The way that I talk also makes me stand out. [Laughs] It shocks people when I open my mouth. When I moved to Nashville, I thought, ‘I’m going to Country Music City.’ I figured people would talk like me and sound like me, but the truth is, that actually makes me different, and I wasn’t expecting that at all.
Something that makes my music stand out is that sound that I have found with my producer, Mr. Jay Joyce. I like to call him a mad scientist because he takes what I do and puts a little salt and pepper and mixes it up and makes it sound a little different. He’s helped me find what Bell Bottom Country truly is and what that sounds like and looks like.”
On dream collaborations…
“Of course, my icon is Dolly Parton. Everything about her—her style, her sense of humor. She’s an incredible human, from what it seems. Heart of gold, she tells you how it is with a little bow wrapped on top. Not many people can do that and get away with it like Dolly does. I would love to do something with her.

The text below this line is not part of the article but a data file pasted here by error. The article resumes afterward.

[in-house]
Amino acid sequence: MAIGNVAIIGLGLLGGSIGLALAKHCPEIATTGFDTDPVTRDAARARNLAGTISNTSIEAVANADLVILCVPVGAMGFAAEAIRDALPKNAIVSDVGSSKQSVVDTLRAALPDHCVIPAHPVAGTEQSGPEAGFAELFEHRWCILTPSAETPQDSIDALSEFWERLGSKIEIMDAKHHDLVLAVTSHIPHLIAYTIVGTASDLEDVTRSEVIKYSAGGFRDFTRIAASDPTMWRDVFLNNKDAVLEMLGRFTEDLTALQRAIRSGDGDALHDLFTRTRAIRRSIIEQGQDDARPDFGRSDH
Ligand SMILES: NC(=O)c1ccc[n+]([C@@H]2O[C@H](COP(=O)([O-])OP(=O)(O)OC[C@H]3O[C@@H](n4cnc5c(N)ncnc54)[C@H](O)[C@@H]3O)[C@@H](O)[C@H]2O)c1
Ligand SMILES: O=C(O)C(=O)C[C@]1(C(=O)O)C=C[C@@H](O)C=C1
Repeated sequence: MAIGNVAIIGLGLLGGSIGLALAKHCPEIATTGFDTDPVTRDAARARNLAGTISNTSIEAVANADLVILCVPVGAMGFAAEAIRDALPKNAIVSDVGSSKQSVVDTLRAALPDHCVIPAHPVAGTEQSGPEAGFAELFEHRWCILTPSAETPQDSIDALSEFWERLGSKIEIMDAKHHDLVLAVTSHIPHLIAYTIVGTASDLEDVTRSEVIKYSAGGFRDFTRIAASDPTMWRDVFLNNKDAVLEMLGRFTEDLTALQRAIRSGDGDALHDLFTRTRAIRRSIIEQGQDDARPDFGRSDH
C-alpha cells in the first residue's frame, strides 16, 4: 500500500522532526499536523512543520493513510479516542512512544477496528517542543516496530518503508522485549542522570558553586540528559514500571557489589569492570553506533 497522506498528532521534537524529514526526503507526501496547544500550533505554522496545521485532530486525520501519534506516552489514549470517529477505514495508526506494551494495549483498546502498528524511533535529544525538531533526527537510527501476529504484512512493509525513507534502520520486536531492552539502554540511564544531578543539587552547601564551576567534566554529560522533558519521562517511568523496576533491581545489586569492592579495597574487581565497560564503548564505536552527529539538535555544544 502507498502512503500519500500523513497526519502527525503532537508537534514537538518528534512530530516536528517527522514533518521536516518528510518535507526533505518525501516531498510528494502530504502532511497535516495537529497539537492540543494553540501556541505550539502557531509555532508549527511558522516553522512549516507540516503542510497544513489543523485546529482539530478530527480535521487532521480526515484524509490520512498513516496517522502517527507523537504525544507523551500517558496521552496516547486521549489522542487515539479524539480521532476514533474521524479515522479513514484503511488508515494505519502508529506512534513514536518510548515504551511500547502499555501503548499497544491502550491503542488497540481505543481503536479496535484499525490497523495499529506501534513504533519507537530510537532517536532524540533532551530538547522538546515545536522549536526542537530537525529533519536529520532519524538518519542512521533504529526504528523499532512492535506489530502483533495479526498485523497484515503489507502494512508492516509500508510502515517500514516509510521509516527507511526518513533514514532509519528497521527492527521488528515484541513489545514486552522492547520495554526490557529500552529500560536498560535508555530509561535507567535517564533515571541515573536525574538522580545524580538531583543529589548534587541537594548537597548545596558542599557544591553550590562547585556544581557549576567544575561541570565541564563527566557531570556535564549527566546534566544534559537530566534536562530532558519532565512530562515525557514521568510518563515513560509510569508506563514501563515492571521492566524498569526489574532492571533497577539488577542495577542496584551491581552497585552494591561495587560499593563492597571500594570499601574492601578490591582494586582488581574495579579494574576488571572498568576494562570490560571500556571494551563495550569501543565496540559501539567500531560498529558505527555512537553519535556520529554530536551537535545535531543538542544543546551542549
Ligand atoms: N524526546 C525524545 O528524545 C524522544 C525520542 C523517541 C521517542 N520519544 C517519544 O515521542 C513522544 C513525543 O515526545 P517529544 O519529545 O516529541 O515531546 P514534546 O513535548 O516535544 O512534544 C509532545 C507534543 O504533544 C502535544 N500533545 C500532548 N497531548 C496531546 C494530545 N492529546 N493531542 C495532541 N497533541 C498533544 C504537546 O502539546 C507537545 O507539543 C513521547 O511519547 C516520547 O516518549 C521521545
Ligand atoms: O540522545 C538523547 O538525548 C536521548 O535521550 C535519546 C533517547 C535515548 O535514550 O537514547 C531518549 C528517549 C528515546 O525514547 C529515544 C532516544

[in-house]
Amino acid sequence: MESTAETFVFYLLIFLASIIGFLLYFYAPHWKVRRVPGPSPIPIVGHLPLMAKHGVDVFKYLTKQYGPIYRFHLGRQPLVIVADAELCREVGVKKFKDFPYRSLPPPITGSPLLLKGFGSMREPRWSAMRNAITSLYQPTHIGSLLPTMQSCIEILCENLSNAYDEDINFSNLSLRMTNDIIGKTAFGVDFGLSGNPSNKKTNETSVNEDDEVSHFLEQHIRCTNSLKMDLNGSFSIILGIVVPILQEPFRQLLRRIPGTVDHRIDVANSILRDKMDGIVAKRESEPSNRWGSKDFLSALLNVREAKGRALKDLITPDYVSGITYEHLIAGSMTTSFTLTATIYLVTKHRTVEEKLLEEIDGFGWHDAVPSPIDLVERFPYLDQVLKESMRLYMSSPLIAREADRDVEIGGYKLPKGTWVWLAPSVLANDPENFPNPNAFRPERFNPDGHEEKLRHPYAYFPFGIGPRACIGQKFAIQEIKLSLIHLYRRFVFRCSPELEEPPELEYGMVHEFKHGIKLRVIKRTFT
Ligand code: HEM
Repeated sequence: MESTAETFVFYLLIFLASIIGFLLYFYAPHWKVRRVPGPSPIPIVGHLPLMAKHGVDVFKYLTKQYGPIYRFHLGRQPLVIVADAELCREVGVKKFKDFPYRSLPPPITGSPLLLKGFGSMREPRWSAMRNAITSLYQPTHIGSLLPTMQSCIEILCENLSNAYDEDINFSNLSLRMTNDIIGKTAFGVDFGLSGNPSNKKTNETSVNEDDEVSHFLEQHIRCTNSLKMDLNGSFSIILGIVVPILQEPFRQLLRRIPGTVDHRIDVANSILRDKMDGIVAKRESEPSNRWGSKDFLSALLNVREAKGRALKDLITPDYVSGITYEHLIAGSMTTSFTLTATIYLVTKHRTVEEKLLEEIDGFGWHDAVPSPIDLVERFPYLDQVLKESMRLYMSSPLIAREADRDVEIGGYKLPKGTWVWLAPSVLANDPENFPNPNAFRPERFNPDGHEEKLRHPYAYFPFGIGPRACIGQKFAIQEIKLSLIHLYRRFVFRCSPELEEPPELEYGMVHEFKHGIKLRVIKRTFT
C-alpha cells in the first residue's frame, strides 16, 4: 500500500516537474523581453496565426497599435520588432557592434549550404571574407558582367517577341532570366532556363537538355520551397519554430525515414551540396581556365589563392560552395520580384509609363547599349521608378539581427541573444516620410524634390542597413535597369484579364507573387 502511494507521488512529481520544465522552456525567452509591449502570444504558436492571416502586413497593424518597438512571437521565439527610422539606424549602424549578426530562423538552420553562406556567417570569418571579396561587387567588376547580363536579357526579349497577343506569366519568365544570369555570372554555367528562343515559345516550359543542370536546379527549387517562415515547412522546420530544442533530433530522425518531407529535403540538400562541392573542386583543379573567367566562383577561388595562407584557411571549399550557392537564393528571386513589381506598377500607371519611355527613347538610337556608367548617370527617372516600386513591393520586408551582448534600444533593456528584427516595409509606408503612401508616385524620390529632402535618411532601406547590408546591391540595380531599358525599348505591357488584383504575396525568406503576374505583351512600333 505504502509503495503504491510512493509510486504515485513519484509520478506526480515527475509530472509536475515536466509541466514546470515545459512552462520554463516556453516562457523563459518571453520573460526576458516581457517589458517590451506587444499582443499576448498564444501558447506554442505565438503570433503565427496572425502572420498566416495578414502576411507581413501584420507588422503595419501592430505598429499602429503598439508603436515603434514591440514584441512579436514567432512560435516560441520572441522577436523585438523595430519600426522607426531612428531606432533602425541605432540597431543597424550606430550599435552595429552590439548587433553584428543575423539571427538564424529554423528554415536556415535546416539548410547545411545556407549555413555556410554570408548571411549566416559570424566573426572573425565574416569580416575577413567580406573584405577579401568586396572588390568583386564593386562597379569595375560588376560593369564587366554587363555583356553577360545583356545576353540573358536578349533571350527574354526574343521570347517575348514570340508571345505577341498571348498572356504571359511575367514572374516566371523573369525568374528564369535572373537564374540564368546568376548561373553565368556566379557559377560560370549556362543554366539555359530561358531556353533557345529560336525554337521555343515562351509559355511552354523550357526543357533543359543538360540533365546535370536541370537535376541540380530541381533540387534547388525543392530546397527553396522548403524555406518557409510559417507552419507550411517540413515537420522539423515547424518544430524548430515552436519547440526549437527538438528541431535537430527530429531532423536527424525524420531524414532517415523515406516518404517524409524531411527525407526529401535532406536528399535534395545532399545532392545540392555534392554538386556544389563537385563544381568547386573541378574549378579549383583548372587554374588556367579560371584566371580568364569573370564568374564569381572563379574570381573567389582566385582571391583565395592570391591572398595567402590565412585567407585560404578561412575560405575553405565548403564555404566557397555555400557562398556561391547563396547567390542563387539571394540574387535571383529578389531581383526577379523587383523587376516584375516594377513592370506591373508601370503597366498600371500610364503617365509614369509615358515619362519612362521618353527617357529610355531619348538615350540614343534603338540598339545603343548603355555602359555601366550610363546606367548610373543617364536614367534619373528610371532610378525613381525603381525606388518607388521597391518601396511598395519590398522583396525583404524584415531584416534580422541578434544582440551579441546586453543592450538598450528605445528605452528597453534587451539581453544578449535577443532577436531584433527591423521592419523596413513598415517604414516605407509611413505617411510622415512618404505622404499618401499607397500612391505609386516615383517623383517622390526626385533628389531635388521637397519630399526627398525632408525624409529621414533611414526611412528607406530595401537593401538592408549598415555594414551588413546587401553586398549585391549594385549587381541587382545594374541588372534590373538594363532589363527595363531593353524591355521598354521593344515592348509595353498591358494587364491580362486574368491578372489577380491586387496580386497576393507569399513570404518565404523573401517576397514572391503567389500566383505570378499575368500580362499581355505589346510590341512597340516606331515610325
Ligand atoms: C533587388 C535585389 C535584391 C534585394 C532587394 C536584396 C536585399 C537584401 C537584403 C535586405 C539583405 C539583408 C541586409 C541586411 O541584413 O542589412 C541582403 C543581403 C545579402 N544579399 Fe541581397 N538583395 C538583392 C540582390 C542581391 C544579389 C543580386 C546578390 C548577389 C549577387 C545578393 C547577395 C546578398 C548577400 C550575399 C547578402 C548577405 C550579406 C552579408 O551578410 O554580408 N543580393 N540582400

I would love to do something with Eric Church. I feel like he goes against the grain and does things how he wants to do them. He’s not trying to sound like anybody else. He just does what he does.
Stepping outside of country music, I would really love to do something with Miley Cyrus. And fingers crossed that happens because it would make so much sense. I used to impersonate Hannah Montana all throughout middle school and high school. I would do three or four birthday parties a weekend. So it would just make a whole lot of sense for me and her to get together.”
On navigating public conversations about her body…
It’s really important to me to use my platform to lift those women up and encourage them to embrace their curves.